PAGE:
Thursday, May 28, 2009
How slow can you go?
There's a basic rule in taking photographs of flying airplanes, if they have a prop, make sure that prop is blurred. Obviously, the slower you can get the shutter, the more blurred it is. I did a quick calculation a couple of years ago and came up with around 1/250th of a second should keep the prop blurred through an arc.
This year, while I was shooting the Watsonville Airshow, I tried to see how slowly I could go. I started at 1/320, which had a reasonable amount of blur, then went to 1/250th (the image on the top.) I then went to 1/125th of a second (the image on the bottom.)
As you can see, the prop is more blurred. However, the hit rate for good photos was not nearly as high. I had more of a problem with camera shake, etc... I was also trying to shoot without the image stabilization, and on a monopod. All of this will make a difference.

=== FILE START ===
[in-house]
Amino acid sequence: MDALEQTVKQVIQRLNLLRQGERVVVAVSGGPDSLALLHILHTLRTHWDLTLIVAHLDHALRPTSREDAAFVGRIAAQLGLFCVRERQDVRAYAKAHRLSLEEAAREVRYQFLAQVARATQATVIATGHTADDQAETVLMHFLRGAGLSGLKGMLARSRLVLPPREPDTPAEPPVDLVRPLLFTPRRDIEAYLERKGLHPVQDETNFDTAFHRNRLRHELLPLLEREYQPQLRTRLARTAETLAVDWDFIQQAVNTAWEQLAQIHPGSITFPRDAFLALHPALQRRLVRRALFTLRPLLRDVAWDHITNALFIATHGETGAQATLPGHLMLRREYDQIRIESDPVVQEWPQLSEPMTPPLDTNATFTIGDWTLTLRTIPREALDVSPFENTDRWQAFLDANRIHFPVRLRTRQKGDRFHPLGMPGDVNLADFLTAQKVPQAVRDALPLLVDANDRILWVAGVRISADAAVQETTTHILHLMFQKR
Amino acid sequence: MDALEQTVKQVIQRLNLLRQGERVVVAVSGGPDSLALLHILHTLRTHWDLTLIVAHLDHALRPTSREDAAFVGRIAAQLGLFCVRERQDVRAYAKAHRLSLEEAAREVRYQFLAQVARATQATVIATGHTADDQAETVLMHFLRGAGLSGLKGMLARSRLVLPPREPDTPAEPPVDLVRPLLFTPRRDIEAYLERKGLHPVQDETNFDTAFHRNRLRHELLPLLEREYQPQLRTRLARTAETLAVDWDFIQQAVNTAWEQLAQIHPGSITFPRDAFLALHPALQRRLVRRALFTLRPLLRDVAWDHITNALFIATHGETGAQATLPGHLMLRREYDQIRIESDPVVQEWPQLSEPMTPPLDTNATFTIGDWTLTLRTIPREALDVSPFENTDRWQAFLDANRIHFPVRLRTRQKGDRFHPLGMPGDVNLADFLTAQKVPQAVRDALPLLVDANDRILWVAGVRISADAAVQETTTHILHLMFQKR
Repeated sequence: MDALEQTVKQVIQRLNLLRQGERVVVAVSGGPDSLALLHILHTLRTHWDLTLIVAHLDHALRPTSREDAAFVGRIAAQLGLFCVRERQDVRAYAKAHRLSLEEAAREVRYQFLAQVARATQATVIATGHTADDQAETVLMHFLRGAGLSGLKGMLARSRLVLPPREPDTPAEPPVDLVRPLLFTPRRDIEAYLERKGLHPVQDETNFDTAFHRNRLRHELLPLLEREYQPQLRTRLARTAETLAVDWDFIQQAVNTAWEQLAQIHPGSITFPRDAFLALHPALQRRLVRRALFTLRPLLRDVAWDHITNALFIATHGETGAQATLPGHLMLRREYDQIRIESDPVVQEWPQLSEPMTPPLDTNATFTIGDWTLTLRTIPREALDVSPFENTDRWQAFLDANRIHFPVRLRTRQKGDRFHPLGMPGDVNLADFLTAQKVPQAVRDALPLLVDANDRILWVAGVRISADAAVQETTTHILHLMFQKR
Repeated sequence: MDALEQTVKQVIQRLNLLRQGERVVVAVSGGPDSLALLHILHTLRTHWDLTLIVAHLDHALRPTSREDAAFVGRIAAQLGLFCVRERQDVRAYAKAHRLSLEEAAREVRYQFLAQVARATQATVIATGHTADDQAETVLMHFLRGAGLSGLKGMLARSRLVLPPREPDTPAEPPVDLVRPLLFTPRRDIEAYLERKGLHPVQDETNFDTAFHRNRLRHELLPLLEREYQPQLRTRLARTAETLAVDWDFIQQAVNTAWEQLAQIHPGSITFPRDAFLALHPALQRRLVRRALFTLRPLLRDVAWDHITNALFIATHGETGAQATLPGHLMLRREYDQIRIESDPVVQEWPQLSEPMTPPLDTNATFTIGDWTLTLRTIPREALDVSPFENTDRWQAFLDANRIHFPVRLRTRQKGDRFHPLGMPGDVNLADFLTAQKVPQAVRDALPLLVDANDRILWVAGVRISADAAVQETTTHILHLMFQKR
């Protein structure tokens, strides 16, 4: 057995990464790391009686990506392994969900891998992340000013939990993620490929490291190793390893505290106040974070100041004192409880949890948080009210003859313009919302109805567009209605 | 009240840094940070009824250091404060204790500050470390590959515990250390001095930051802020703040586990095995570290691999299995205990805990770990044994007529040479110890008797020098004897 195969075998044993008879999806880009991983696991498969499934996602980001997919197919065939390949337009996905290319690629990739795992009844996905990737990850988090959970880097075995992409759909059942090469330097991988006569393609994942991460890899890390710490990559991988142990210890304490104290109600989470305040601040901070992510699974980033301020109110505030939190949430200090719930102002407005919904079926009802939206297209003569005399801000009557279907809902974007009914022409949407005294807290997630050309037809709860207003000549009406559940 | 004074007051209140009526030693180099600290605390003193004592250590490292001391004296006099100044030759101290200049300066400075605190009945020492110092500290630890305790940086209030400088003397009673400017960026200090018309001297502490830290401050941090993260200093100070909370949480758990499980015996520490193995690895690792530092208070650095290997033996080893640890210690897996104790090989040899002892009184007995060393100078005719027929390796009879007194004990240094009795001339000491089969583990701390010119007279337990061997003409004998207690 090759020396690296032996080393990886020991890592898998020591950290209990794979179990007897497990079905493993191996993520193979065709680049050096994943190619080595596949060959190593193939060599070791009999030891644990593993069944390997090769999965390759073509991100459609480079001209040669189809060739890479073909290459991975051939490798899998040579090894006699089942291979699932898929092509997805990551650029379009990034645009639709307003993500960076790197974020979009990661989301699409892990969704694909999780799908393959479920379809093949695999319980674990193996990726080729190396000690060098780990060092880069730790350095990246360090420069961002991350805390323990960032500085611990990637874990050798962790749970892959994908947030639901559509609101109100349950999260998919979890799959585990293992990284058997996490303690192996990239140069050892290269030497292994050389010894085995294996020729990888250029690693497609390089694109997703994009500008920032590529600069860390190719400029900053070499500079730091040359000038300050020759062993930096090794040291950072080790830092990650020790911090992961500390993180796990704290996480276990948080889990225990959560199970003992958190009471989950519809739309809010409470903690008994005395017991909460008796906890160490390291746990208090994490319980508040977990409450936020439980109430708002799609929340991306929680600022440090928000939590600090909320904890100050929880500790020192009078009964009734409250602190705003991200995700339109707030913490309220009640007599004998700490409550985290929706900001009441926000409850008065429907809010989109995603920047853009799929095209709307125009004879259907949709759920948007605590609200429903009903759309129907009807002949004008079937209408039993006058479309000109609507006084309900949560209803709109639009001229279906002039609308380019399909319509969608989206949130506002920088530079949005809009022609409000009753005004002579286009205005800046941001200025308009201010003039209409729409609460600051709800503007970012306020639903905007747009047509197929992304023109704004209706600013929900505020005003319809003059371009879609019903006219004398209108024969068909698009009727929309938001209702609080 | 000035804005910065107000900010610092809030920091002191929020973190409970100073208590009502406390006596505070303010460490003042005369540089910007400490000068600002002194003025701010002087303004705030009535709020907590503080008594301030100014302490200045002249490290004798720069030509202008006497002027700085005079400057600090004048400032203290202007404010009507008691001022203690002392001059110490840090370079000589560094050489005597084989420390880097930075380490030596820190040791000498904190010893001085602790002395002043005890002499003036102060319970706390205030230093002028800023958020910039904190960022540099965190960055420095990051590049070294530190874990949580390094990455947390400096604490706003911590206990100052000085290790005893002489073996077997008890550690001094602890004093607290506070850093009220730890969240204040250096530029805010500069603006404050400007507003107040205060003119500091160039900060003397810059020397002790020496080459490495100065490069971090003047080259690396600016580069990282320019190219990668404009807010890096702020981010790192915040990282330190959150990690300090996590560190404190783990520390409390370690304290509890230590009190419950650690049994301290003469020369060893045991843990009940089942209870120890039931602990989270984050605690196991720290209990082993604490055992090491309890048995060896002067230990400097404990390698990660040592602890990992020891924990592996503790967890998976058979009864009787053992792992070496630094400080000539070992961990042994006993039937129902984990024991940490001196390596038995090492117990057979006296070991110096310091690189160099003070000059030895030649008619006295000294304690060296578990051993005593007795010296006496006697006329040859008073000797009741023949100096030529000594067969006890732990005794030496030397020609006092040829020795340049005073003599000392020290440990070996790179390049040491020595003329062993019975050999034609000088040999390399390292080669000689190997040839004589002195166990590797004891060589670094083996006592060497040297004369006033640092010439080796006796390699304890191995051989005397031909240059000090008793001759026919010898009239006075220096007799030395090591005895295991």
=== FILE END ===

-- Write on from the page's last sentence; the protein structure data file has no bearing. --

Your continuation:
I might be able to do more with IS and without the monopod. But practicing these panning shots improved my images. Even the difference between the first shots I made with 1/125 and the last ones I made is substantial.
I really have to respect the people who do this for a living.
Details: Canon Digital Rebel Xt. Canon 100-400 mm IS, manfroto 676B monopod with 3229 head